In the crash of concert-goers thronging the entrance to the Berkeley Community Theater on Summer Solstice Eve, Darling Dolly Dane pops up for her first major pop event since Altamont. “Heavily into Scientology” these days, the scrawny, scabies-pimpled runaway waif from Petaluma (“Egg Basket of the West”) races from person to person in the shuffling crowd, gripping each of them urgently by the wrist if they permit her, chanting a variation of her old spare-change hustle: “Don’t be a tacky cunt, hon. Do me some good. Sell me your ticket. Sell me your ticket. Do me some good, hon. Sell me your fuckin’ ticket.“
Inside the hall, the smell of burning weed is stronger than a ten-minute egg, and Livingston Taylor warms up the capacity audience by shimmying like his sister Kate — perching on a stool, forcing funk. When Taylor disappears to sustained but not insistent applause, Ian Anderson springs on stage, brandishing an acoustic guitar like a broadsword. “Welcome to the Andy Williams Show,” he harrumphs, looking nothing if not tatty piss-elegant in skin-tight yellow breeks, a brocade sash that serves as a kind of codpiece, medieval-style boots, and a long plaid jerkin-coat. A scalding pink spotlight accents his hair like a ratty halo. Anderson surveys the hushed crowd for a minute, smiles privately, strikes a harsh chord on the guitar, and launches into “My God” from the new Jethro Tull LP, Aqualung. The crowd goes ecstatic.
Anderson himself goes all but beserk as he raves against “the bloody Church of England,” hopping about on one leg, grimacing, twitching, gasping, lurching along the apron of the stage, rolling his eyes, paradiddling his arms, feigning flinging snot from his nose, exchanging the guitar for a flute, gnawing on the flute like corn on the cob, flinging it forward like a baton, gibbering dementedly.
The other members of Tull, laid back till now, come in on cue, louder than the last clap of doom. Anderson wiggles his ass at the crowd with a fey flip of the hips that leaves his outflung wrist limp. John Evan, who resembles an unmade bed with hair spilling out the bolster, hammers maniacally away at the piano. The ferret-faced drummer, Barriemore Barlow, flails savagely at his traps. Martin Barre attacks his guitar as if it were the throat of his foulest enemy. Bassist Jeffrey Hammond-Hammond detonates rhythm lines like thunderclaps.
Throughout the evening, Ian Anderson moves like a manic dancer, emotes like an Actor’s Studio dropout. “C’mon, gods, let there be lights,” he bawls when a spot fails to follow him across stage. “That’s Mac’s fault,” he wheezes, referring to a roadie. “Hmm, I feel a bit strange tonight. I might do something weird … I might just go up there and jump on Mac. Ah, I guess not — Mac wants a bit of crack.”
“Mac-mac-mac-mac-mac,” John Evan babbles, fiddling around with a wooden crutch.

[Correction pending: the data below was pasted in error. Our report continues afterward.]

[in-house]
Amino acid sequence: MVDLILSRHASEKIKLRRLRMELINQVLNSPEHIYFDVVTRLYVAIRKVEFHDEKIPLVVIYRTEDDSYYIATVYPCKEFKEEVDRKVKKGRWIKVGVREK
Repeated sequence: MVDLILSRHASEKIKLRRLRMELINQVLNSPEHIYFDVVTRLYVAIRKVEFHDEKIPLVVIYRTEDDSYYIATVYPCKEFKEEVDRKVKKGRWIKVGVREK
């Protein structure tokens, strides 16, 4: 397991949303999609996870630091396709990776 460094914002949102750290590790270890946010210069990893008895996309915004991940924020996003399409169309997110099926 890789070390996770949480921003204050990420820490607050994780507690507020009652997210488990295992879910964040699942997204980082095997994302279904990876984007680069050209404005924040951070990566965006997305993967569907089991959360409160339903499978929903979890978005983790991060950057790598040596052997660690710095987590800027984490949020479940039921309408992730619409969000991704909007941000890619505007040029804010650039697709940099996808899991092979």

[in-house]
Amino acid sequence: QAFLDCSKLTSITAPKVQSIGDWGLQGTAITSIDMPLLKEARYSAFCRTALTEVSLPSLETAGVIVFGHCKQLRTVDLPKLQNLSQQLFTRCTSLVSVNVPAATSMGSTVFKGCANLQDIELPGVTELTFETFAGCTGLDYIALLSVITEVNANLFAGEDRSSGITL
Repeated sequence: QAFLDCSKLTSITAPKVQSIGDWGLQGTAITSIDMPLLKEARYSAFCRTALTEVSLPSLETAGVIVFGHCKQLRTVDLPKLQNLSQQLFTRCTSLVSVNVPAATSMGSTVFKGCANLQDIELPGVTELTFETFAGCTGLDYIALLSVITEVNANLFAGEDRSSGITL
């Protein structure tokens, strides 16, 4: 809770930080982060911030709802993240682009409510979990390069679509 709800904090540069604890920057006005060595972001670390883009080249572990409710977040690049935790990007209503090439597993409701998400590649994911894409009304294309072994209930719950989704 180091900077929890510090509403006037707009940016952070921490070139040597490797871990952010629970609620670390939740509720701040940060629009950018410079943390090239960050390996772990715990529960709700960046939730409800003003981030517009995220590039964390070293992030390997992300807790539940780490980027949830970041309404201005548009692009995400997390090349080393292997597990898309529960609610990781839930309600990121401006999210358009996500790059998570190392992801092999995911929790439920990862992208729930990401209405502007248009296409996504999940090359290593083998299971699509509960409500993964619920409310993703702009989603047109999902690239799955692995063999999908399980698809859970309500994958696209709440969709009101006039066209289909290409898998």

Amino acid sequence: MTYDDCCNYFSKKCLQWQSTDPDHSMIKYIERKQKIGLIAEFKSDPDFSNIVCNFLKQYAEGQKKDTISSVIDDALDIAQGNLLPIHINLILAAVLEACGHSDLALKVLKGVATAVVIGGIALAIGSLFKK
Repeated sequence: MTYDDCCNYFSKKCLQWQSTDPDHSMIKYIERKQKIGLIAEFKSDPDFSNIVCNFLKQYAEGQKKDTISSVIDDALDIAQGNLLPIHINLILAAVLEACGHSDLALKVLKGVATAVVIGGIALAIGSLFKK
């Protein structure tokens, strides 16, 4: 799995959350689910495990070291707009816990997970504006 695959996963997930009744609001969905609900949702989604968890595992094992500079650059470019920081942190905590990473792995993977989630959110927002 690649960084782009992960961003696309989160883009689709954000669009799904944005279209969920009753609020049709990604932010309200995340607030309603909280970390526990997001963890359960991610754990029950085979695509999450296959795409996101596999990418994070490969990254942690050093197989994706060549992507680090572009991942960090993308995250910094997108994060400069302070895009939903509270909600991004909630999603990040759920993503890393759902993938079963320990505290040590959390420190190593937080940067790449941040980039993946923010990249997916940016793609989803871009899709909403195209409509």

Anderson scowls intently at the mike before him. “My Gawd,” he crows, “me microphone stand has an erection.”
“How was Denver?” somebody calls from the audience. Tull had played there a few nights before during a police helicopter tear-gas attack on some would-be gatecrashers at the open-air Red Rocks Amphitheater.
John Evan puts on an aggrieved face. “This is how it was,” he says, limping with the crutch.
The music resumes, building to a demonic rendition of “Aqualung” that lifts neck hair all over the auditorium and fuses an explosive ovation. During Martin Barre’s long feedback solo, Anderson disappears, then minces back in a ghastly green light, phallic flute in hand, to trade a series of dazzling runs with John Evan on organ. While Barriemore Barlow solos on drums on “Cross-Eyed Mary,” Anderson toys with the companion to John Evan’s crutch, strumming it like a guitar, trying to make it stand in balance.
During “Nothing Is Easy,” the music swells darkly, and there is a galvanic moment, a moment of sheer terror, while Anderson hangs poised over the lip of the stage on one leg, swaying precipitously. Recovering, he smirks self-derisively and strokes his flute as if it were a penis. John Evan seems transfixed by the pounding music. Rising from the keyboard, he lurches around the stage, clapping deliriously.
At about this point in the evening, which comes to a stunning full circle when Anderson calculatedly finesses the already drained audience by repeating “Aqualung,” it’s abundantly clear that Jethro Tull is hardly your household-variety – British – rock – and – roll – band – on-tour. In energy, invention, and performance, the group is more like a natural force, a wind or a river.
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The next afternoon, the day of the Summer Solstice, the five members of Tull — Blackpool lads all, ranging in age from 21 to 24 — are sprawled about a suite at the Holiday Inn near Fisherman’s Wharf in San Francisco, chatting v/ith visitors and sipping Lowenbrau beer. Jennie, Ian Anderson’s wife and the author of the lyrics to “Aqualung,” sits at a cool remove from the others; she is frail, tiny, and shy to the point of pain.